While the term “emergency fund” is 100% accurate, there are other ways to think about having such savings on hand as well. Whether you prefer the profane fun of an “F*** Off Fund” or the more chaste but still empowering “Freedom Fund,” the truth is that having a war chest of accessible money can provide you an opportunity. Whether that means quitting your current job in pursuit of a new passion, packing up and moving to a new locale, or taking time to travel the world, having an “emergency fund” gives you options while also protecting you from the unexpected.

Setting Goals Matters

Let’s face it: you’re not going to win the lottery. That means that, if you want to make changes to your finances, you’re probably going to have to devote both time and effort into making them stick. For example, building what I’ll stick to calling a “Freedom Fund” took us several months of saving — not to mention the constant reminders to ourselves to set that money aside. On the surface, setting these goals this may sound like homework but, as I’ve discovered, it’s actually a great way to stay focused and can help ease anxiety you may have about financial matters.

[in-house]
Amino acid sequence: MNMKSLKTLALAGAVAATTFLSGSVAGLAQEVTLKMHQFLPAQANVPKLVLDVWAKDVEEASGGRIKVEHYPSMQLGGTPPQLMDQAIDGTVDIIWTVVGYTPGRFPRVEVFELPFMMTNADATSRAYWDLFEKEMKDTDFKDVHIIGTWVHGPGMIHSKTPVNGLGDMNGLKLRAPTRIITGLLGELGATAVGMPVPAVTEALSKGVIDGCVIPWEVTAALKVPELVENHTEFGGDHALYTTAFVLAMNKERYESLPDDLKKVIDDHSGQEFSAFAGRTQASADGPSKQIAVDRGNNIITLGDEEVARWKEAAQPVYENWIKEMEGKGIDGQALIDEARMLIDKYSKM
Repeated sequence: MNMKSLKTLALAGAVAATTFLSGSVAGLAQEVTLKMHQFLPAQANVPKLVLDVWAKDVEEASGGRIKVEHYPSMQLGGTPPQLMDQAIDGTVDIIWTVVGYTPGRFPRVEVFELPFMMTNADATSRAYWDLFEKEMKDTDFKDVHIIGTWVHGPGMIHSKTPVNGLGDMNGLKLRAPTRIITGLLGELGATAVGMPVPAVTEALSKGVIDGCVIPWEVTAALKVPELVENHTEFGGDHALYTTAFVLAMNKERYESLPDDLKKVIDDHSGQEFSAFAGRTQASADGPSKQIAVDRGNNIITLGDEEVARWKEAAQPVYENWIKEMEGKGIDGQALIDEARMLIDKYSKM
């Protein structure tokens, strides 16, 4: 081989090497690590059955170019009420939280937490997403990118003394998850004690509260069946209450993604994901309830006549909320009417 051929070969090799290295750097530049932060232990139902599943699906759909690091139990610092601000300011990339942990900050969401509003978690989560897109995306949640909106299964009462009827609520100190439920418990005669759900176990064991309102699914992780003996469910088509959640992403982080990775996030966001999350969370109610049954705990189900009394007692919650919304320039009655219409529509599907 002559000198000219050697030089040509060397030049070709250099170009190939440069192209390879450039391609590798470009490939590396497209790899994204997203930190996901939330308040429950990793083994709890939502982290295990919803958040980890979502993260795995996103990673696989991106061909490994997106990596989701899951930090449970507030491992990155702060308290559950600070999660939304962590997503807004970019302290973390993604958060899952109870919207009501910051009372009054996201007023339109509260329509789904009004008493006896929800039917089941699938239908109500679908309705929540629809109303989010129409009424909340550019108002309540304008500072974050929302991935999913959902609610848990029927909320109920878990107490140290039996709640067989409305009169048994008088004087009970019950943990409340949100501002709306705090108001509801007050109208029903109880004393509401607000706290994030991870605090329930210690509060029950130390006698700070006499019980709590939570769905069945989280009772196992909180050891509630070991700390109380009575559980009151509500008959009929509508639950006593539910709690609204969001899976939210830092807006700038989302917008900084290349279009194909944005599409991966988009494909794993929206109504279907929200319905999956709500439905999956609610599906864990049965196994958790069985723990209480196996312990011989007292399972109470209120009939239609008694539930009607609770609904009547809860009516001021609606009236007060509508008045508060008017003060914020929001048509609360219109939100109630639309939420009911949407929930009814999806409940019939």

It should also be mentioned that not all financial goals need to be boring. In fact, one recurring money goal we’re maintained in recent years has involved travel. By budgeting out a trip ahead of time and building up our travel fund goal, we’ve been able to pack our bags while leaving our financial fears behind, knowing that we’ve covered our bills. Having these specific, measurable, and — most importantly — attainable goals in mind has made our road to financial health far less bumpy.